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Call for revamp of carriage motions

|Written By Michael McKiernan
Call for revamp of carriage motions
David Wingfield says that carriage motions put prospective class counsel in an awkward position due to the presence of defendants.

Defendants should be completely excluded from carriage motions as part of a broader overhaul to the process for selecting class counsel, according to one of the lawyers on the losing side of the recent bruising battle to prosecute a price manipulation claim against a number of German automakers. 

In Quenneville v. Audi AG, Ontario Superior Court Justice Paul Perell pointed out that one of the problems with carriage motions “is that defendants feast off them, and Class Counsel make arguments that at the certification motion they will submit are out of bounds.”

“That dysfunctional phenomena occurred in the case at bar,” Perell added as he awarded carriage to Harrison Pensa LLP and Strosberg Sasso Sutts LLP, shutting out a partnership among Koskie Minsky LLP, Paliare Roland Rosenberg Rothstein LLP and Siskinds LLP in a “photo-finish” that the judge said left little to choose between the two proposed sets of class counsel.  

But Perell also lamented the current practice on carriage motions, which he said turns them “into a blood sport of lawyer-bashing,” as “gross and not helpful.”

“Unfortunately, it has become conventional in a carriage motion for the rival Class Counsel to extol their own virtues and to badmouth their rival,” he added in his decision.

“I think it would make sense to change the process for assigning carriage, whether it’s done judicially or via a legislated fix,” says Ren Bucholz, a lawyer with Toronto-based Paliare Roland Rosenberg Rothstein, who appeared on the motion.  

“One of the things we should consider is whether carriage motions should be held in camera. I’m sure defendants would say it’s a violation of the open court principle,” he says. 

David Wingfield, a Toronto-based partner with Strosberg Sasso Sutts, who argued the case for the victorious consortium, agrees that carriage motions put prospective class counsel in an awkward position due to the presence of defendants.  

“If you have a motion that involves different views of the best approach, it’s hard not to develop those arguments fully, but it has to be done in their full view,” he says, adding that some defendants even like to participate in the carriage motion.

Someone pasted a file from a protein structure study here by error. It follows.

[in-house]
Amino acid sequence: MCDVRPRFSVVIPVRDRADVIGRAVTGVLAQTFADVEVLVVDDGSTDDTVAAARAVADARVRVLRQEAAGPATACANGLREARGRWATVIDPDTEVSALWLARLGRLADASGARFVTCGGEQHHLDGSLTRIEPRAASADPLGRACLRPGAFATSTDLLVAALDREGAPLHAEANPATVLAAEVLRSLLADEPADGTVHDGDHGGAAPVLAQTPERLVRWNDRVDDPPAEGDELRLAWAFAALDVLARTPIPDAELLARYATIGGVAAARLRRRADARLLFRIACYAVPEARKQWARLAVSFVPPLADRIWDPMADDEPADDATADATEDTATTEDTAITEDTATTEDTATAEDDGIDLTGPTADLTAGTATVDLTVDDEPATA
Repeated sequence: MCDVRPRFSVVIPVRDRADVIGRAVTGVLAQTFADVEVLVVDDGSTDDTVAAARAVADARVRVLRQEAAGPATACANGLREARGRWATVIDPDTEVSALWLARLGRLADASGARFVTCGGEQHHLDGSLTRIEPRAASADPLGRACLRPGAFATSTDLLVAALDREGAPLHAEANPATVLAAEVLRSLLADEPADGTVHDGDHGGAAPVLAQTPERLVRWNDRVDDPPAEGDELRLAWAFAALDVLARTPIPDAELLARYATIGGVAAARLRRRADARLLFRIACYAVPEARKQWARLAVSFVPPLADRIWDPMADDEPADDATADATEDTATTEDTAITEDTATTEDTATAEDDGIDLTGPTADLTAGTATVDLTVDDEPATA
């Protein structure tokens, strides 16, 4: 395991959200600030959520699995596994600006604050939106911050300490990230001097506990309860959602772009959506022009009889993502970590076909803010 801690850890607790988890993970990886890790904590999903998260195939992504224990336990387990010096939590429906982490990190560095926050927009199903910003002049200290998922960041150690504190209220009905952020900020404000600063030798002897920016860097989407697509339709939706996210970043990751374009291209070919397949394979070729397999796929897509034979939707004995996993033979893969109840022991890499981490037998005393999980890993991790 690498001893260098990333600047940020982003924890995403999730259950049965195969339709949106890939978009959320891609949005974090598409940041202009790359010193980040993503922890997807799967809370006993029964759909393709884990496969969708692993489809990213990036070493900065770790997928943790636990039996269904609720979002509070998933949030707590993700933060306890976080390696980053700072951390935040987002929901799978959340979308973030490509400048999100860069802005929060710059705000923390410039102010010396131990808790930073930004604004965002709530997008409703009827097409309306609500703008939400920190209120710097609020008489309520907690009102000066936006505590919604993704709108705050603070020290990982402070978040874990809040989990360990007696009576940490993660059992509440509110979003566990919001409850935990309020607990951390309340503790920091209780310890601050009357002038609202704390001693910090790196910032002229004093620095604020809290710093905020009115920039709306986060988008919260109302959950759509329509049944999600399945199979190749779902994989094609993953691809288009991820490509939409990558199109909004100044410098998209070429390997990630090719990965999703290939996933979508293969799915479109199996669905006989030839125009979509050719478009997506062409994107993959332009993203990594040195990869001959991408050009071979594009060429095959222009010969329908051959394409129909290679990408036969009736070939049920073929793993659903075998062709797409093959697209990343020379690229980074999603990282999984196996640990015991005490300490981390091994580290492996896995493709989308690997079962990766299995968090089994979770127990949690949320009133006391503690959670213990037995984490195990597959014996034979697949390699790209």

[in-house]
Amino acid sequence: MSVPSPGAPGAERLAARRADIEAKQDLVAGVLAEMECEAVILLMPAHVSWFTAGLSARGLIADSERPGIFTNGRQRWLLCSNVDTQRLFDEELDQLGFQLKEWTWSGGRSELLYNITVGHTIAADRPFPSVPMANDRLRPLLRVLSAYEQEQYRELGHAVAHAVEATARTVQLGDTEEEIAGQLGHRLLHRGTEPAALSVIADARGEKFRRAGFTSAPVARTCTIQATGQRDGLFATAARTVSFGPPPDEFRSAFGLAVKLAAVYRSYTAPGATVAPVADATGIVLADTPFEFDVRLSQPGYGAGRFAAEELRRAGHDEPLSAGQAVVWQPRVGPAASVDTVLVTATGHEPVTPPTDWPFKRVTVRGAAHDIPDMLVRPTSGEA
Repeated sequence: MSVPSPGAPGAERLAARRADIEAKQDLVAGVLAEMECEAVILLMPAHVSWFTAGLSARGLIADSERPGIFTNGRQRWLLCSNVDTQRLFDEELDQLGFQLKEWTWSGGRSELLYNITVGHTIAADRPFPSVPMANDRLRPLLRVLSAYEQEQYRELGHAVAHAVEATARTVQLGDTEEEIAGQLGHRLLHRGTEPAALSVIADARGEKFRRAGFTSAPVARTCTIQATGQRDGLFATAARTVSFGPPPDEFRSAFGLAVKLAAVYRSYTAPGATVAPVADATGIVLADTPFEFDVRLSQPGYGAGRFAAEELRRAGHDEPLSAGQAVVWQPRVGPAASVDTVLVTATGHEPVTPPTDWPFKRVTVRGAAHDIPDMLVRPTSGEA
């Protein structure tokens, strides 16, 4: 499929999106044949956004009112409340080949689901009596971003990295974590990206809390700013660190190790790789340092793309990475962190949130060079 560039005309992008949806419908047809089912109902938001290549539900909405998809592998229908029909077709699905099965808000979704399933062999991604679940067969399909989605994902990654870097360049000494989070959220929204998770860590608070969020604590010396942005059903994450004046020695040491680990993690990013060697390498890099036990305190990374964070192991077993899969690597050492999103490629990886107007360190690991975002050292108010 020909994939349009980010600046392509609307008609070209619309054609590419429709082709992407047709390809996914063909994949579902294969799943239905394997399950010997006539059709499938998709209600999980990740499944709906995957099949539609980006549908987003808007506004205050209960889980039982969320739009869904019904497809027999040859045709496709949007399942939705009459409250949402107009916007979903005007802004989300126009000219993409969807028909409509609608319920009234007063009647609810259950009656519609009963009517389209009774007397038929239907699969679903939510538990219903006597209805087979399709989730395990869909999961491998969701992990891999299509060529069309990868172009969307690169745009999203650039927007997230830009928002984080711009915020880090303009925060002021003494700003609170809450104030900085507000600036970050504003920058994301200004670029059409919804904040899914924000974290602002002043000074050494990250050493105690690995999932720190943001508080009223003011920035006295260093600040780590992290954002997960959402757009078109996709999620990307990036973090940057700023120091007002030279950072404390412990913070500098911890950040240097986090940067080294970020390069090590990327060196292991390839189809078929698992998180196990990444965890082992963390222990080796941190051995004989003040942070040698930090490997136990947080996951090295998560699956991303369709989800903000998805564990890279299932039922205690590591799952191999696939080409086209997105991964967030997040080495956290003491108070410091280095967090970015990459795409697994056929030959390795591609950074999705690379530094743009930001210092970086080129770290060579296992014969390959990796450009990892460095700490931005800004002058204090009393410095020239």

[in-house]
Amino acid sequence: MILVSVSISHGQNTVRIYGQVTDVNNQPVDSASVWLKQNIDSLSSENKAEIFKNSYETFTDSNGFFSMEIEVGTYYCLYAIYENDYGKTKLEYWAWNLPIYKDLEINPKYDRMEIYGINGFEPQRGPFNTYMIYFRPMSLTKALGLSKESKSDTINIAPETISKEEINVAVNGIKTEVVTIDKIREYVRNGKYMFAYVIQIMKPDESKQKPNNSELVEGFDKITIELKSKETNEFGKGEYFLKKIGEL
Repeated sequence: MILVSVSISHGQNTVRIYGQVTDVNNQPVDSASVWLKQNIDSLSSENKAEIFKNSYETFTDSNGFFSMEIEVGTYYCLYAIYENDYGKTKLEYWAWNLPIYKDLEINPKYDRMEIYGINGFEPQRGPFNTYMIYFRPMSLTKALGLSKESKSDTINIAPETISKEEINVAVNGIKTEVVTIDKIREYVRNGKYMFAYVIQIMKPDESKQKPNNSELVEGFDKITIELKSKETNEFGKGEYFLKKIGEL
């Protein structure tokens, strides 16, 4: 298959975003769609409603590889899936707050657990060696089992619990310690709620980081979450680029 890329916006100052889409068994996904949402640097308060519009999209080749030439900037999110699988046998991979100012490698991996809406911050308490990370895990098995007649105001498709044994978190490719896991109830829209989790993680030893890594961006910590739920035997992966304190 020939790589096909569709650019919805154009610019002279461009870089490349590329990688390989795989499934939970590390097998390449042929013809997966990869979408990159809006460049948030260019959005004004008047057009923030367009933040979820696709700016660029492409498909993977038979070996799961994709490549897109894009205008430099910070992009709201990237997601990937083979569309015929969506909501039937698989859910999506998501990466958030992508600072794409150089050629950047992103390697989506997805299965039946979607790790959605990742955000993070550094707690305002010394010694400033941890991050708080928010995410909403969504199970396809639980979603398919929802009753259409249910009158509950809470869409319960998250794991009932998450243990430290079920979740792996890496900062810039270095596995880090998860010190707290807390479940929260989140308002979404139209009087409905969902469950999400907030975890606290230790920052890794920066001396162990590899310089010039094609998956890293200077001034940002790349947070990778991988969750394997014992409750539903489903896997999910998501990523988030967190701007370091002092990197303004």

For example, in the recent motion to decide carriage of the alleged bread price-fixing class action, also won by a group including Strosberg Sasso Sutts, the defendants expressed a preference for the losing consortium, prompting Justice Ed Morgan to remark in David v. Loblaw; Breckon v. Loblaw that a “more cynical person might think that the Defendants simply prefer the more passive of the two competing class counsel groups over the more proactive group.”

Wingfield says he would also welcome a reformulation of the test for awarding carriage, with a smaller number of factors focused on the desire of counsel to advance the class action and the sophistication of their case theory. 

“I would certainly support the concept that the 16-part test should be reduced to something far more limited and objective, and I think this decision points in exactly that direction,” agrees his co-counsel in Quenneville, Jonathan Foreman, a partner with London, Ont. firm Harrison Pensa. 

In his decision, Perell suggests a number of the 16 factors have become “dysfunctional” and could effectively be dispensed with. For instance, he said the factor of the “quality of proposed class counsel” threatens to instigate a “beauty pageant or a cockfight” and should only rarely be a significant consideration in awarding carriage. 

In addition, he suggested that law firms seeking carriage in the future should hire independent counsel to argue the motion.

But James Orr, a class action lawyer with Affleck Greene McMurtry LLP, says he’s not so sure about the idea. 

“Unless the goal is full employment for Toronto lawyers, I would disagree,” says Orr, who notes that the courtroom for his last carriage motion could barely accommodate all the lawyers involved. “There were probably 20 or 30 gowned.”

The competing counsel in Quenneville launched their actions within a week of one another following a July 2017 report in a German magazine alleging that Audi, BMW, Daimler, Porsche and Volkswagen had all engaged in an anti-competitive scheme to gain an advantage over non-German competitors between 1990 and 2016. 

The article claims they collaborated on the design, development, engineering and marketing of luxury vehicles, characterizing the alleged arrangement as monopoly-like rather than a direct conspiracy to fix prices.  

After trying and failing to come to a consortium agreement, the two groups moved toward a carriage motion to settle the issue. However, at the same time, the team led by Harrison Pensa and Strosberg Sasso Sutts delivered a motion record for certification, including an expert report.

Perell described the move as “ill-advised” considering carriage had not yet been settled, but he also criticized the decision of the competing team of counsel to attack alleged deficiencies in the expert report in front of the defence.      

Ultimately, Perell concluded that case theory was the “most-weighty factor for determining who should have carriage” and plumped for the “more creative and more developable case theory” proposed by Wingfield and his team.

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